Gold has been a source of frustration for investors who bought it as a hedge against pandemic-related economic and political uncertainty. Its price has continually eroded in the last several months, prompting growing concern that perhaps the metal has lost its value as a safety hedge.
I’ll make the case here that gold’s value as a protection against both uncertainty and inflation should remain intact. I’ll also explain what is holding gold prices back and what likely needs to happen before the yellow metal can finally resumes its long-term rise.
Gold investors are asking two big questions:
● Why are gold prices falling?
● How can you tell when gold is rebounding?
Why Are Gold Prices Falling?
I’ll start with why gold prices are falling. It’s the result of the puzzlement over gold’s currency factor. Since gold is priced in dollars, a decline in the dollar normally results in a corresponding advance in gold prices. But instead of rallying in the face of recent dollar weakness, gold fell.
It’s not often that gold and the dollar move in the same direction. But when it happens it’s normally the result of a significant countervailing force. In this case, the force in question is the current trajectory of U.S. Treasury bond yields.
Gold, in fact, competes with Treasury bonds; and since gold doesn’t offer a yield, yield-seeking investors tend to favor bonds over gold whenever bond rates are rising. Indeed, the rising 10-year yield has convinced many investors to allocate more of their money to Treasuries at gold’s expense as they remain focused on chasing higher yields.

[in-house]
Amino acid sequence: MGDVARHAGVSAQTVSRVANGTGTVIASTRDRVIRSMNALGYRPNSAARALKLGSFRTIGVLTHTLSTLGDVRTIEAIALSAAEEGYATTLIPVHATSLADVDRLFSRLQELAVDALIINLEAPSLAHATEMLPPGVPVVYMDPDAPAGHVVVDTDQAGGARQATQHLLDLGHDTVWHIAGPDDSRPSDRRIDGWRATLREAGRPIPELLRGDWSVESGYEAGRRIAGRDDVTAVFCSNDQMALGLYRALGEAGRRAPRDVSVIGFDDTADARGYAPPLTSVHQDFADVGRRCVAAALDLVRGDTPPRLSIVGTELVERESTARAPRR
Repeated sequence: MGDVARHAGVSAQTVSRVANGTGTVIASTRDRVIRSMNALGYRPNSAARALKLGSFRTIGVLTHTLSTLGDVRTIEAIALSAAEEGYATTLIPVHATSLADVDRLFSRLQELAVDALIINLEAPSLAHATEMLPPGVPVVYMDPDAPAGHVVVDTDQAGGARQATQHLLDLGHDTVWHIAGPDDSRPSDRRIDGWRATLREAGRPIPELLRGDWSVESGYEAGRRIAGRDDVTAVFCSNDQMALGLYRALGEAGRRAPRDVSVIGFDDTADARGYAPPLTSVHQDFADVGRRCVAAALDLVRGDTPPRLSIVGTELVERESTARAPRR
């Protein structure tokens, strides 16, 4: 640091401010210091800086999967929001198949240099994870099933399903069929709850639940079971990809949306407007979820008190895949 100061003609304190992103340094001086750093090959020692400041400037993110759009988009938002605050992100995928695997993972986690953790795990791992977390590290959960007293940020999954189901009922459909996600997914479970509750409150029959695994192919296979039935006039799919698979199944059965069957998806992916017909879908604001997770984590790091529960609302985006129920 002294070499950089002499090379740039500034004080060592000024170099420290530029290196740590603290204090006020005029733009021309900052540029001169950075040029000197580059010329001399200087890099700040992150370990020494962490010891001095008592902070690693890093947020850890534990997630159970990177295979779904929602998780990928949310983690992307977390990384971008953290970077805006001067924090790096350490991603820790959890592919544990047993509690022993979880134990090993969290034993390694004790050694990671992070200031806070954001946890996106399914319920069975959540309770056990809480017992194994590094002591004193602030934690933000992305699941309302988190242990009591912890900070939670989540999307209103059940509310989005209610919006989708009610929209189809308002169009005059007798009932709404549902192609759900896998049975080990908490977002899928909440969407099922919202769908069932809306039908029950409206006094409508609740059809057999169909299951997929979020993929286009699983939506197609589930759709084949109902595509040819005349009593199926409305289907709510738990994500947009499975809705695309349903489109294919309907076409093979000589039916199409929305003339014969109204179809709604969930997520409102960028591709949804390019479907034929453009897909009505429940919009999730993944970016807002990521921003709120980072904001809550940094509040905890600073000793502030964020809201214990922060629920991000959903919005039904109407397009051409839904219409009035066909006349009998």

How You’ll Know Gold is on the Rebound
All told, a significant T-bond yield decline is probably what it will take to kickstart the next extended rally for gold. Falling yields will cause investors to reevaluate their choice in safe-haven assets, and lower yields will naturally make owning Treasuries less attractive than owning gold. Moreover, assuming the dollar remains weak, it should serve as an added enticement for participants to own the yellow metal as a hedge against future inflation.
Bottom line: Gold’s next extended upside move isn’t likely to commence until the rising trend in the 10-year yield has exhausted itself. Rising yields will likely continue to exert some downward pressure on gold prices, even as a weak dollar keeps metal prices somewhat buoyant and not far below last year’s highs. For short-term trading purposes, a sharp decline under the 50-day line in the TNX (below) will serve as a preliminary signal that gold is primed for a turnaround.
In the meantime, with industrial metals (like copper, steel and aluminum) and rare earth metals still in a bull market, it’s my opinion that investors are justified in maintaining higher portfolio weightings in these base metals (via stocks and ETFs) versus precious metals. Just be sure to use a conservative money management discipline (or stop-loss strategy) whenever you’re trading the metals markets.
What are your thoughts on gold investing in the current market, are you buying, holding, or selling?